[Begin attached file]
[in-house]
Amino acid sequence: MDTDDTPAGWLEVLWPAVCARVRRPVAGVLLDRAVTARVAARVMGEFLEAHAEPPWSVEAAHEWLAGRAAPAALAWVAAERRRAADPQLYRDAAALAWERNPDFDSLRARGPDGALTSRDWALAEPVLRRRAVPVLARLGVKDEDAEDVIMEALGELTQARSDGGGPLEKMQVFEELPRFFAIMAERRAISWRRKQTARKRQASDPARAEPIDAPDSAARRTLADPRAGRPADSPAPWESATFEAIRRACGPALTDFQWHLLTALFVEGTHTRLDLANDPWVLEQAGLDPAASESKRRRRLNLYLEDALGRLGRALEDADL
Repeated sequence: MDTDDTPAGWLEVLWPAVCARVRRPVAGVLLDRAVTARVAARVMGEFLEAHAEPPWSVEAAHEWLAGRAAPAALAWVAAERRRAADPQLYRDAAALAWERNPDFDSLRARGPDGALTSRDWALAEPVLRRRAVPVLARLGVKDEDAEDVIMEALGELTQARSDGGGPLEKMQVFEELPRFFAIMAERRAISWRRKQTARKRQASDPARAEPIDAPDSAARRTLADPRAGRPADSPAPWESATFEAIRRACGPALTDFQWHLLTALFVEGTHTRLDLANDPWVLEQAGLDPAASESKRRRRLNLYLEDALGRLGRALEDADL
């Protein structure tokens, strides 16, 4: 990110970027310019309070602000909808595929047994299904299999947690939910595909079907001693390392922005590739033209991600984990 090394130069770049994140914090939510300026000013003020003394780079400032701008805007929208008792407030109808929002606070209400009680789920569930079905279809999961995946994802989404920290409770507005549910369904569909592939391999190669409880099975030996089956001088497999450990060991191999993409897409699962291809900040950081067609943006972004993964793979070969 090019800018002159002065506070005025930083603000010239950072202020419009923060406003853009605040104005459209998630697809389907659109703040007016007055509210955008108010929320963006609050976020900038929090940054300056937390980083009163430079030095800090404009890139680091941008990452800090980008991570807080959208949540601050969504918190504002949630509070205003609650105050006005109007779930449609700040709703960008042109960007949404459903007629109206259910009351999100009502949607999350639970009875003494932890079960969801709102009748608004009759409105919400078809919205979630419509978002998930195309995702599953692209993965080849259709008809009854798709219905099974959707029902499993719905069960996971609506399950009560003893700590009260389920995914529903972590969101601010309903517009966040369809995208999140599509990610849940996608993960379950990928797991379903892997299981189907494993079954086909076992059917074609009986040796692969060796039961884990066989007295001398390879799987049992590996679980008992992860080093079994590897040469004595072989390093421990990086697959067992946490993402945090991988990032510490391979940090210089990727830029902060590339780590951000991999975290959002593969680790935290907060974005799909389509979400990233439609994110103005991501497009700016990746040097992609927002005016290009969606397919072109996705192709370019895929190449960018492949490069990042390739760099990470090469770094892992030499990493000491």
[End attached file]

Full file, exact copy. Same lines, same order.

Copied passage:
[in-house]
Amino acid sequence: MDTDDTPAGWLEVLWPAVCARVRRPVAGVLLDRAVTARVAARVMGEFLEAHAEPPWSVEAAHEWLAGRAAPAALAWVAAERRRAADPQLYRDAAALAWERNPDFDSLRARGPDGALTSRDWALAEPVLRRRAVPVLARLGVKDEDAEDVIMEALGELTQARSDGGGPLEKMQVFEELPRFFAIMAERRAISWRRKQTARKRQASDPARAEPIDAPDSAARRTLADPRAGRPADSPAPWESATFEAIRRACGPALTDFQWHLLTALFVEGTHTRLDLANDPWVLEQAGLDPAASESKRRRRLNLYLEDALGRLGRALEDADL
Repeated sequence: MDTDDTPAGWLEVLWPAVCARVRRPVAGVLLDRAVTARVAARVMGEFLEAHAEPPWSVEAAHEWLAGRAAPAALAWVAAERRRAADPQLYRDAAALAWERNPDFDSLRARGPDGALTSRDWALAEPVLRRRAVPVLARLGVKDEDAEDVIMEALGELTQARSDGGGPLEKMQVFEELPRFFAIMAERRAISWRRKQTARKRQASDPARAEPIDAPDSAARRTLADPRAGRPADSPAPWESATFEAIRRACGPALTDFQWHLLTALFVEGTHTRLDLANDPWVLEQAGLDPAASESKRRRRLNLYLEDALGRLGRALEDADL
């Protein structure tokens, strides 16, 4: 990110970027310019309070602000909808595929047994299904299999947690939910595909079907001693390392922005590739033209991600984990 090394130069770049994140914090939510300026000013003020003394780079400032701008805007929208008792407030109808929002606070209400009680789920569930079905279809999961995946994802989404920290409770507005549910369904569909592939391999190669409880099975030996089956001088497999450990060991191999993409897409699962291809900040950081067609943006972004993964793979070969 090019800018002159002065506070005025930083603000010239950072202020419009923060406003853009605040104005459209998630697809389907659109703040007016007055509210955008108010929320963006609050976020900038929090940054300056937390980083009163430079030095800090404009890139680091941008990452800090980008991570807080959208949540601050969504918190504002949630509070205003609650105050006005109007779930449609700040709703960008042109960007949404459903007629109206259910009351999100009502949607999350639970009875003494932890079960969801709102009748608004009759409105919400078809919205979630419509978002998930195309995702599953692209993965080849259709008809009854798709219905099974959707029902499993719905069960996971609506399950009560003893700590009260389920995914529903972590969101601010309903517009966040369809995208999140599509990610849940996608993960379950990928797991379903892997299981189907494993079954086909076992059917074609009986040796692969060796039961884990066989007295001398390879799987049992590996679980008992992860080093079994590897040469004595072989390093421990990086697959067992946490993402945090991988990032510490391979940090210089990727830029902060590339780590951000991999975290959002593969680790935290907060974005799909389509979400990233439609994110103005991501497009700016990746040097992609927002005016290009969606397919072109996705192709370019895929190449960018492949490069990042390739760099990470090469770094892992030499990493000491």